Brazil Rejects Russian Covid-19 Vaccine – The Wall Street Journal

SÃO PAULO—Brazilian health authorities have blocked the importation of Russia’s Sputnik V vaccine, citing a lack of reliable data on its safety and efficacy, raising questions over a shot that is in use around the world to contain the Covid-19 pandemic.

In a unanimous decision, the five directors of Anvisa, Brazil’s health agency, voted not to recommend importing the vaccine after its researchers reported flaws in product development in all stages of the vaccine’s clinical studies.

First authorized for use in Russia in August, Sputnik has been approved for use in 62 countries, mostly in the developing world, with a combined population of more than three billion people. Among the countries that have been administering the vaccine are Argentina, Mexico, Algeria and Serbia.

Anvisa said in its decision late Monday that it also had concerns about the mass production of the vaccine, saying a lack of quality control during manufacturing could result in potentially dangerous variations between shipments of the shot.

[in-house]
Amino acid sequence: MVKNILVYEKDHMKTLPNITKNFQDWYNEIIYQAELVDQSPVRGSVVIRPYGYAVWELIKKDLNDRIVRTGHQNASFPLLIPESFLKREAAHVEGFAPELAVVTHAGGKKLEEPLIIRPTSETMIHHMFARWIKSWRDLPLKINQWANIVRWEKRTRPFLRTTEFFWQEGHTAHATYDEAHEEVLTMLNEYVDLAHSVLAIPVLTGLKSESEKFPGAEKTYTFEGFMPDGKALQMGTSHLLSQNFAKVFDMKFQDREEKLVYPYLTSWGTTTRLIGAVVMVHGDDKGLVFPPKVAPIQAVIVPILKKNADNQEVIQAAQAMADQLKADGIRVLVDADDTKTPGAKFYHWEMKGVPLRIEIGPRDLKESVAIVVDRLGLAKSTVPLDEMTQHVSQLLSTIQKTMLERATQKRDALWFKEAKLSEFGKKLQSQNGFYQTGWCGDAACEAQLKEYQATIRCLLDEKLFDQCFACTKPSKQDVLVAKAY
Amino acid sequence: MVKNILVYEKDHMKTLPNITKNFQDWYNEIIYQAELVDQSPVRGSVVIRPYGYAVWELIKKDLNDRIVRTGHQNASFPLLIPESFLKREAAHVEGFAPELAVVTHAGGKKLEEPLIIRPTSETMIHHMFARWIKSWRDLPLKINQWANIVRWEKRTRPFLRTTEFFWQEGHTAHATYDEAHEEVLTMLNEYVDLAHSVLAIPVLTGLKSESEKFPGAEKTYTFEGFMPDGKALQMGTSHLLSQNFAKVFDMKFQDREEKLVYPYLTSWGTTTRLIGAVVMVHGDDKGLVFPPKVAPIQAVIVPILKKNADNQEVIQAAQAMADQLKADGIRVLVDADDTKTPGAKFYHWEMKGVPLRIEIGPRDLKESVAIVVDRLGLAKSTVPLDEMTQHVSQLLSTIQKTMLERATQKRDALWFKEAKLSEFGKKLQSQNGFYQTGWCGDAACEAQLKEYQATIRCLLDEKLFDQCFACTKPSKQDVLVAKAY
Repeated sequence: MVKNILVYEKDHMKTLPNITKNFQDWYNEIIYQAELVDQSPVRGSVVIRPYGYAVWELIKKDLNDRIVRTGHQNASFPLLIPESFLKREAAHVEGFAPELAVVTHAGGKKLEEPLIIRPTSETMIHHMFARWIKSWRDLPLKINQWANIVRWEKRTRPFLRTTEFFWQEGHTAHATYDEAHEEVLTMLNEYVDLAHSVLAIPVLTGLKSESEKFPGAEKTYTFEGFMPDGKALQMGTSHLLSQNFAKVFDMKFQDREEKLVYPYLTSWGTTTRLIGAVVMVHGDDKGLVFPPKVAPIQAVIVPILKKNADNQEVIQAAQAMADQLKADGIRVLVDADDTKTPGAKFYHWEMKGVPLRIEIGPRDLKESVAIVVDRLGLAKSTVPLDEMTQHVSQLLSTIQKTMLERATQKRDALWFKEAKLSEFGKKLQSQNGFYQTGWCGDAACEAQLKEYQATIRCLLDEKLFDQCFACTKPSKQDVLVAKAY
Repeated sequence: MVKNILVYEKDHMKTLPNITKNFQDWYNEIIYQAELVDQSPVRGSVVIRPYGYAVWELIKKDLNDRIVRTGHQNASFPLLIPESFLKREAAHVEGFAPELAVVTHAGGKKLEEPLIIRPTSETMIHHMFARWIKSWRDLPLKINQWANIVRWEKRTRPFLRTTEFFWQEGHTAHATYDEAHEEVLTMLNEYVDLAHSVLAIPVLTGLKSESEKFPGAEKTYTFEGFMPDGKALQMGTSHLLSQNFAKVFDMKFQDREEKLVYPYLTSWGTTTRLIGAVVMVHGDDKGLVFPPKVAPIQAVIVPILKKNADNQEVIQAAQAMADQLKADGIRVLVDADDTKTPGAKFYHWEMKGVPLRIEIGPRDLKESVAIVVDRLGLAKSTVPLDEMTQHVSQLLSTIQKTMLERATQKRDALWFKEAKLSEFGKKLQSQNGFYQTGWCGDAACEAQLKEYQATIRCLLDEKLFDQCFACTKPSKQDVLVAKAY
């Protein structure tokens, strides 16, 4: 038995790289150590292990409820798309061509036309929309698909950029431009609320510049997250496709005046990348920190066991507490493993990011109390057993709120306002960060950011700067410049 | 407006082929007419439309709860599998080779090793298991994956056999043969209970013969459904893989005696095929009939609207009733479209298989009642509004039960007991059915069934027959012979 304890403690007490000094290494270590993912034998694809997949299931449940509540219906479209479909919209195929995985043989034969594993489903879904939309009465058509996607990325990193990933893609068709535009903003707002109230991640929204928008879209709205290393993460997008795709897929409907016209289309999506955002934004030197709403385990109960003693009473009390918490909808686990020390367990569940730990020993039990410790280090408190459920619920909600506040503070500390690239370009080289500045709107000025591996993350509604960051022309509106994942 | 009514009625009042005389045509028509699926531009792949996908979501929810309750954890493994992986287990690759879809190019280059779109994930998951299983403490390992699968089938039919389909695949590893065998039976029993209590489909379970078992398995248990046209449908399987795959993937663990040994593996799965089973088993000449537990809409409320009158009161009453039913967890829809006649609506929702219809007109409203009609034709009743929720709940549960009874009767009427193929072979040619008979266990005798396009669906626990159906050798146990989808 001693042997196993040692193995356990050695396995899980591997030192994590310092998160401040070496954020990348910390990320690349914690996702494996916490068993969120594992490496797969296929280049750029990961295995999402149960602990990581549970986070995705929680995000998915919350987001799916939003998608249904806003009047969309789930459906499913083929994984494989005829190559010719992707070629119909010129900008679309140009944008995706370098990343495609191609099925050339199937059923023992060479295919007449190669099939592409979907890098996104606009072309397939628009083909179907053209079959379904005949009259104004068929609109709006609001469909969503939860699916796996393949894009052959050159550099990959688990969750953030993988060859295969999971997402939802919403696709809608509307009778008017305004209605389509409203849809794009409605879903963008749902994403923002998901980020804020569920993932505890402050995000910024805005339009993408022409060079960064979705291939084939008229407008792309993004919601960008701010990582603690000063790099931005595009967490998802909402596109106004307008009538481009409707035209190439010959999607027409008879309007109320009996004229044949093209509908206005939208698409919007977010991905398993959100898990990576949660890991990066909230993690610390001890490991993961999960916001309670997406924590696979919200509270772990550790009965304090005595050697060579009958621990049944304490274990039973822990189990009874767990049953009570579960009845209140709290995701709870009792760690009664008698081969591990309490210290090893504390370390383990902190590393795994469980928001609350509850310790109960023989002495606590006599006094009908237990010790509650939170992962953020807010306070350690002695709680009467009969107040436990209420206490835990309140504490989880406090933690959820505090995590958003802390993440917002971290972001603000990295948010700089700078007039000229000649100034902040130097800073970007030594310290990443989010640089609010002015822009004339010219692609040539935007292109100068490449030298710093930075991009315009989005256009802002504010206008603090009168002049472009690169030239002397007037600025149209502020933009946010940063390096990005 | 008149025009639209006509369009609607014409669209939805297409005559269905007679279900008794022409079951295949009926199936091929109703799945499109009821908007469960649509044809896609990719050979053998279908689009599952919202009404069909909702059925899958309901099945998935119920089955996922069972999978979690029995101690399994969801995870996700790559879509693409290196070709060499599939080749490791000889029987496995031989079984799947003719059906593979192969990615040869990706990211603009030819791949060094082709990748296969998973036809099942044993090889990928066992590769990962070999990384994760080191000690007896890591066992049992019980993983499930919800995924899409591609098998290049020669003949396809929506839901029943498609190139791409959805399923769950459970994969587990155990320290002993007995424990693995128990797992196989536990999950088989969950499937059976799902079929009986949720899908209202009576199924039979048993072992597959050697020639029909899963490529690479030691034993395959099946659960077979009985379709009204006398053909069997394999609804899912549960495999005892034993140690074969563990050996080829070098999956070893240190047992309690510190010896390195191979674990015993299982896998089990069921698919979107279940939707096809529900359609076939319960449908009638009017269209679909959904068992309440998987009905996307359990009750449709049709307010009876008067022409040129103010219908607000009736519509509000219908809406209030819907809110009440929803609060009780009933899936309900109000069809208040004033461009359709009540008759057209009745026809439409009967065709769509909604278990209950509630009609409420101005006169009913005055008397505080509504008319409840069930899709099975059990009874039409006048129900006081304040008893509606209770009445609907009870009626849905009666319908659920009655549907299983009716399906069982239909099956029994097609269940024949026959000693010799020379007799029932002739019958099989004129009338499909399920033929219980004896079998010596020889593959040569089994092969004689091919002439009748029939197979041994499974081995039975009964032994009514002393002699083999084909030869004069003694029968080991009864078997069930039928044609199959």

“[Sputnik] has not yet been able to demonstrate that its commercial-scale production is representative of its production during the pilot phase,” Anvisa said. “It also has not shown that its product meets the necessary safety standards for the vaccination of healthy individuals.”

Anvisa said it was also denied a visit to the vaccine’s Moscow-based developer, the Gamaleya Institute, as part of an inspection mission to Russia.

The agency’s decision Monday came after 10 state governments across Brazil filed for permission for emergency use of the vaccine.